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Elect 2012: Brosch, Watt tackle issues at forum

By Mark Wineka
mwineka@salisburypost.com
SALISBURY – For a while Wednesday night, it looked as though Republican Jack Brosch was going to have a Clint Eastwood-type moment.
His opponent in the 12th District, incumbent U.S. Rep. Mel Watt, initially was a no-show at the Tom Smith Auditorium on the Catawba College campus.
In other words, Watt’s chair was empty, reminding everyone in the audience of Eastwood’s primetime talk at the Republican National Convention in Tampa, Fla.
“I’m seeing a whole new relevance to that presentation,” Brosch said.
With Watt still absent, moderator Dr. Michael Bitzer told the audience Brosch would be given five minutes to speak on camera so it could be taped and shown later on public-access television. As Brosch concluded his remarks and Bitzer was about to call it an evening, the wayward Watt walked in.
The 20-year congressman apologized for his tardiness, explaining he had been trying desperately to find the forum location, which he thought would be along West Innes Street, not in the middle of campus.
Watt received his five minutes to introduce himself, and Wednesday night’s discussion between the candidates, though shortened, was off and running.
The candidates answered questions on jobs and the economy, Social Security and Medicare, China trade policies, Bowles-Simpson legislation, the debt ceiling and their chief concerns on foreign policy.
The 12th District, to which Watt was first elected in 1992, takes in parts of six counties, including Rowan, Davidson, Mecklenburg, Guilford, Forsyth and Cabarrus.
About 30 percent of Rowan County’s population lies in the 12th District.
Budget deficits
Asked if he supported the Bowles-Simpson recommendations that tried to address the country’s budget deficits, Watt noted he was one of only 60 lawmakers to vote for it.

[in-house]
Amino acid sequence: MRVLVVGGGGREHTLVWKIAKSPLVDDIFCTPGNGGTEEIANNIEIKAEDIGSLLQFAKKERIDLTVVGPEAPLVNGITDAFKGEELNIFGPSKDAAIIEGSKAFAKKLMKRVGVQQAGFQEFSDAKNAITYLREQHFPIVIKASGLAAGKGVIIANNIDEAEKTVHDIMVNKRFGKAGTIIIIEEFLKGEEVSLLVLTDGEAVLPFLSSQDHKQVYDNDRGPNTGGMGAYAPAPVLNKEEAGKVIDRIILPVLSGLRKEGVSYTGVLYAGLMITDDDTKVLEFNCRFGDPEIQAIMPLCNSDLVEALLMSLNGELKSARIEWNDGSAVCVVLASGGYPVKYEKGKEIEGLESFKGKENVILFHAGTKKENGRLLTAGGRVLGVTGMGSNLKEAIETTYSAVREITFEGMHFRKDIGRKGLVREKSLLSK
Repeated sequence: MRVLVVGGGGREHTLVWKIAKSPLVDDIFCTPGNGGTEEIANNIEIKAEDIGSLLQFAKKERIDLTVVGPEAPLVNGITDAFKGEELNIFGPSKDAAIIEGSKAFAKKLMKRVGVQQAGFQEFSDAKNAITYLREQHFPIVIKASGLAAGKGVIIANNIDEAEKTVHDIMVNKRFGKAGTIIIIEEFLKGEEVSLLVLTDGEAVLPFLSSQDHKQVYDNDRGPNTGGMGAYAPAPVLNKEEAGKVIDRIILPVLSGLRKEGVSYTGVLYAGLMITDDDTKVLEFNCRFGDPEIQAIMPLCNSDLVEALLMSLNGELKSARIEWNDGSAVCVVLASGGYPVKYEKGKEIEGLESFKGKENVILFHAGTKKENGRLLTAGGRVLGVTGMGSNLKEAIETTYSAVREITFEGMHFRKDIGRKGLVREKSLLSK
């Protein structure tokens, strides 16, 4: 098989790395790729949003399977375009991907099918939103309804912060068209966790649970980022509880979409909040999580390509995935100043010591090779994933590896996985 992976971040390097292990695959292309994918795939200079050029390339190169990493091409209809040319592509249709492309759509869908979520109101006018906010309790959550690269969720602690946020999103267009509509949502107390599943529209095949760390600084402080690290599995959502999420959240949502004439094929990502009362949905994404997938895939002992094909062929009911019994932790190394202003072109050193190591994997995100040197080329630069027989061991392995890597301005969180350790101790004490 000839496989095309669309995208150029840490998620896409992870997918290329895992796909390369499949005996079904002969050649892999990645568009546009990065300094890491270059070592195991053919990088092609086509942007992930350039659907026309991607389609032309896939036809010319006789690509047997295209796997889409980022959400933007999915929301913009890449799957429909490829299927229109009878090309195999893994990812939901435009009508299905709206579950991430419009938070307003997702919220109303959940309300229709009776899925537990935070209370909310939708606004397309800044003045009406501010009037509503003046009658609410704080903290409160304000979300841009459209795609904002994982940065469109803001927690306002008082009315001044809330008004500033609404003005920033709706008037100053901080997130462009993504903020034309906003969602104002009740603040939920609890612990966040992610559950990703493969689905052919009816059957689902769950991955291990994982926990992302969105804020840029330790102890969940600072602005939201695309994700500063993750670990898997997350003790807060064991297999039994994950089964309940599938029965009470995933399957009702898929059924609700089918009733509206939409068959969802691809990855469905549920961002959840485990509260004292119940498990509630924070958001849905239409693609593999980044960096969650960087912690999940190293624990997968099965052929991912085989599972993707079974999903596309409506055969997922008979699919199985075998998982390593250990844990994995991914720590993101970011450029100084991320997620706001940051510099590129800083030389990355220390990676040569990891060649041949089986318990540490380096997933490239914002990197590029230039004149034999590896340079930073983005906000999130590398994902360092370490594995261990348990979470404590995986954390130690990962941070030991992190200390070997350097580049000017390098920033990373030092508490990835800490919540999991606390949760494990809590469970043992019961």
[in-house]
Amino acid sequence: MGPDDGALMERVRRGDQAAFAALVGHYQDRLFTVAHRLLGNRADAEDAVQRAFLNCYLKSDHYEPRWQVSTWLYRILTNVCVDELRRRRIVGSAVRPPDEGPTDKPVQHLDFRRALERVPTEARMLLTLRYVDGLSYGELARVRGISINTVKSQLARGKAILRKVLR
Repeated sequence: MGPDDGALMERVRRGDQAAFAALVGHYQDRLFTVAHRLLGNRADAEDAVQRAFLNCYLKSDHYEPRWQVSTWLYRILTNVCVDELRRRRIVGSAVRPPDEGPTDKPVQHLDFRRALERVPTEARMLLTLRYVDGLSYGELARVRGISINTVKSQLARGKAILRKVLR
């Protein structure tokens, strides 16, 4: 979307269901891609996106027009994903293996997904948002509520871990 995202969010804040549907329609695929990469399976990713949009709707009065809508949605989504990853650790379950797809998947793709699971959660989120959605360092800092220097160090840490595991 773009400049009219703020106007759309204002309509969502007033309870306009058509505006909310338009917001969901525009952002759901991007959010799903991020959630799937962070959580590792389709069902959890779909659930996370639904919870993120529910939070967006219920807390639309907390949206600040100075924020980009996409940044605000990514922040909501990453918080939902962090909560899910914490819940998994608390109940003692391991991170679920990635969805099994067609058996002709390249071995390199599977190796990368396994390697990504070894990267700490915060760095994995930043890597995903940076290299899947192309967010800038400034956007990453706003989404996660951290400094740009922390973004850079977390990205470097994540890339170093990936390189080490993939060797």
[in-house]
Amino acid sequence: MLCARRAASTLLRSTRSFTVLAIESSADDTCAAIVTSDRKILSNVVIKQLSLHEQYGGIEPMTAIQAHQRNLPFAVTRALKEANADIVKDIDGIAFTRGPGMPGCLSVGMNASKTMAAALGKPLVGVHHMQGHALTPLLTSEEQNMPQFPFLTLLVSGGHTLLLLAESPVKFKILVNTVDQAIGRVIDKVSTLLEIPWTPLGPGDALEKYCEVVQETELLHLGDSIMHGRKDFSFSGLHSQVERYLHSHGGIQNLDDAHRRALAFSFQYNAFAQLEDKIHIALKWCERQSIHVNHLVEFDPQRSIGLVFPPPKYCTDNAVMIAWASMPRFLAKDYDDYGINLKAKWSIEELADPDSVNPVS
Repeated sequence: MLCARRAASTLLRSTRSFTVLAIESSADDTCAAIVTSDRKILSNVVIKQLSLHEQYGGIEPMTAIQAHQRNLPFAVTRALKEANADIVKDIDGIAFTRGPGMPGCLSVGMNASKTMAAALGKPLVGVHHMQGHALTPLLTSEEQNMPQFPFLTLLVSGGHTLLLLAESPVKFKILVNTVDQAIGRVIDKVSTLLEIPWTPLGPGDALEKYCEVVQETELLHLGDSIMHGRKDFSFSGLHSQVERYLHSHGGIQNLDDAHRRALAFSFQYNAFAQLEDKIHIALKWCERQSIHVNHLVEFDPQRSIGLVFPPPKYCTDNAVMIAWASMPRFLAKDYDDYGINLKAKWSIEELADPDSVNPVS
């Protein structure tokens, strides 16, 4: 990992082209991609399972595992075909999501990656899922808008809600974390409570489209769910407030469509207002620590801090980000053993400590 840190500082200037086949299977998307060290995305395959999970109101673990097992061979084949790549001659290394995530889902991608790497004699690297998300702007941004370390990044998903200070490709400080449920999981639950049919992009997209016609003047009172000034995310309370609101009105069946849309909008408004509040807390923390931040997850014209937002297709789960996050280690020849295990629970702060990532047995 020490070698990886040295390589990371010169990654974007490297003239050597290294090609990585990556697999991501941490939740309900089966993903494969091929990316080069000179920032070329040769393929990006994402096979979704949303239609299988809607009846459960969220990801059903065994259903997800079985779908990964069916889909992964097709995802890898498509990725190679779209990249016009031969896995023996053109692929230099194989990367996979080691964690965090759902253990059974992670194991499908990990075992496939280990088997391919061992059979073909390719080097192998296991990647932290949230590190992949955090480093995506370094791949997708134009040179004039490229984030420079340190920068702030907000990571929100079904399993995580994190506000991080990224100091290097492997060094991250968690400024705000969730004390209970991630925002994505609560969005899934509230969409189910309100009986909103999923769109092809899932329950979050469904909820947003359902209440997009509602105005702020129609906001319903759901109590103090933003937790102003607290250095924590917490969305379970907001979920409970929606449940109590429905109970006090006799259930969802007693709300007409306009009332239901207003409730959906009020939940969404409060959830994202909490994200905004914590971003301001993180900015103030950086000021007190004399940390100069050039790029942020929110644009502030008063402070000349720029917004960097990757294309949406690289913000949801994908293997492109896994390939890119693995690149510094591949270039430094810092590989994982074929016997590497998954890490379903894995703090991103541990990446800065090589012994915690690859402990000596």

He characterized it as the only legislation put forward that was balanced and “requires sacrifice by everybody.” While it called for cuts, the legislation also proposed new revenue streams.
Republicans said no to anything on the revenue side, Watt said.
“All the balancing,” Watt added, “can’t be done on the cut side.”
Brosch said he believes in Bowles-Simpson. He said he would never vote for a tax rate increase, but he thinks additional revenue can be raised by cutting tax loopholes.
Brosch said he also would never vote for an unbalanced budget and would readily co-sign any legislation calling for a balanced budget amendment.
Brosch’s remarks about balancing the budget came in response to a question about the national debt ceiling and whether he would be in favor of raising it.
Watt said Brosch failed to answer the question. The debt ceiling has nothing to do with balancing the budget, Watt said, adding Congress has no choice but to increase the debt ceiling.
“We can’t just decide we aren’t going to pay our debts,” Watt said. “I’m not in the business of putting the U.S. into bankruptcy.”
Social Security reform
On possible Social Security reforms, Watt said Social Security is secure until 2036 without doing anything. But that doesn’t mean some reforms should not happen, he added.
Brosch suggested that Watt’s 2036 date was “rather optimistic.” He has seen the solvency of Social Security predicted to collapse at dates between 2024 and 2036.